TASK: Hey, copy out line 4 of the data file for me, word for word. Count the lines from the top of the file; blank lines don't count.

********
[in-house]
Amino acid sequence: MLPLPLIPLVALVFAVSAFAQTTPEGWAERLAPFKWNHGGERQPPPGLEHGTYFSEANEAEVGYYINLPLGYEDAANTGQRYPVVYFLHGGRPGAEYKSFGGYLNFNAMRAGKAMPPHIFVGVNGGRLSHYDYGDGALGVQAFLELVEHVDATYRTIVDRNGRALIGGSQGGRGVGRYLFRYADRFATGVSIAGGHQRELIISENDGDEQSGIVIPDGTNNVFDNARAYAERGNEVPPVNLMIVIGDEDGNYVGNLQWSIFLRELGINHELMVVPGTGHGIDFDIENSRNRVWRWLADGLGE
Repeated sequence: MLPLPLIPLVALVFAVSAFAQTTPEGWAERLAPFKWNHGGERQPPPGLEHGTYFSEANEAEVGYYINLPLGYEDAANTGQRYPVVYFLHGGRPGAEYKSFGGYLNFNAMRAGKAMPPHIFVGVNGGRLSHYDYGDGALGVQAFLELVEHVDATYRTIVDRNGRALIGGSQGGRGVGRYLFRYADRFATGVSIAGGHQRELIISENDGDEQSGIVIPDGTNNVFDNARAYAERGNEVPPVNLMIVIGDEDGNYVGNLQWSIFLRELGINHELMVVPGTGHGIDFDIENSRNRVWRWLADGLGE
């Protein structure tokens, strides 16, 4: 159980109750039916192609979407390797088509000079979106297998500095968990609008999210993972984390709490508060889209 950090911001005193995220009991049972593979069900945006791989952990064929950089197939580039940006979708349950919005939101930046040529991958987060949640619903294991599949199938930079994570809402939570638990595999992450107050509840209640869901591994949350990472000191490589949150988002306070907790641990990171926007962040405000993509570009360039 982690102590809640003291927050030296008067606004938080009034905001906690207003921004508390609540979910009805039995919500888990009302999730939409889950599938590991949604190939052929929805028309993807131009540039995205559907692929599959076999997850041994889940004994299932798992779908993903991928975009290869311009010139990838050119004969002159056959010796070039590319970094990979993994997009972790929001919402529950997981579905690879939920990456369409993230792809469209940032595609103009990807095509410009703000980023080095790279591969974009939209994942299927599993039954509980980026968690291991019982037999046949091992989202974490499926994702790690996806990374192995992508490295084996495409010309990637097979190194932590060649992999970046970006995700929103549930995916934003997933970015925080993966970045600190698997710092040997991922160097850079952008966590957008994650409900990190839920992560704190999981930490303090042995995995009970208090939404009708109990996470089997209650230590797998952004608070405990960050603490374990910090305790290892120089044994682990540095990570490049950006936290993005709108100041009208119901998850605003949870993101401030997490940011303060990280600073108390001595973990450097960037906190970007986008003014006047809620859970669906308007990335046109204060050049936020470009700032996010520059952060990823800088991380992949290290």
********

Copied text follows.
């Protein structure tokens, strides 16, 4: 159980109750039916192609979407390797088509000079979106297998500095968990609008999210993972984390709490508060889209 950090911001005193995220009991049972593979069900945006791989952990064929950089197939580039940006979708349950919005939101930046040529991958987060949640619903294991599949199938930079994570809402939570638990595999992450107050509840209640869901591994949350990472000191490589949150988002306070907790641990990171926007962040405000993509570009360039 982690102590809640003291927050030296008067606004938080009034905001906690207003921004508390609540979910009805039995919500888990009302999730939409889950599938590991949604190939052929929805028309993807131009540039995205559907692929599959076999997850041994889940004994299932798992779908993903991928975009290869311009010139990838050119004969002159056959010796070039590319970094990979993994997009972790929001919402529950997981579905690879939920990456369409993230792809469209940032595609103009990807095509410009703000980023080095790279591969974009939209994942299927599993039954509980980026968690291991019982037999046949091992989202974490499926994702790690996806990374192995992508490295084996495409010309990637097979190194932590060649992999970046970006995700929103549930995916934003997933970015925080993966970045600190698997710092040997991922160097850079952008966590957008994650409900990190839920992560704190999981930490303090042995995995009970208090939404009708109990996470089997209650230590797998952004608070405990960050603490374990910090305790290892120089044994682990540095990570490049950006936290993005709108100041009208119901998850605003949870993101401030997490940011303060990280600073108390001595973990450097960037906190970007986008003014006047809620859970669906308007990335046109204060050049936020470009700032996010520059952060990823800088991380992949290290």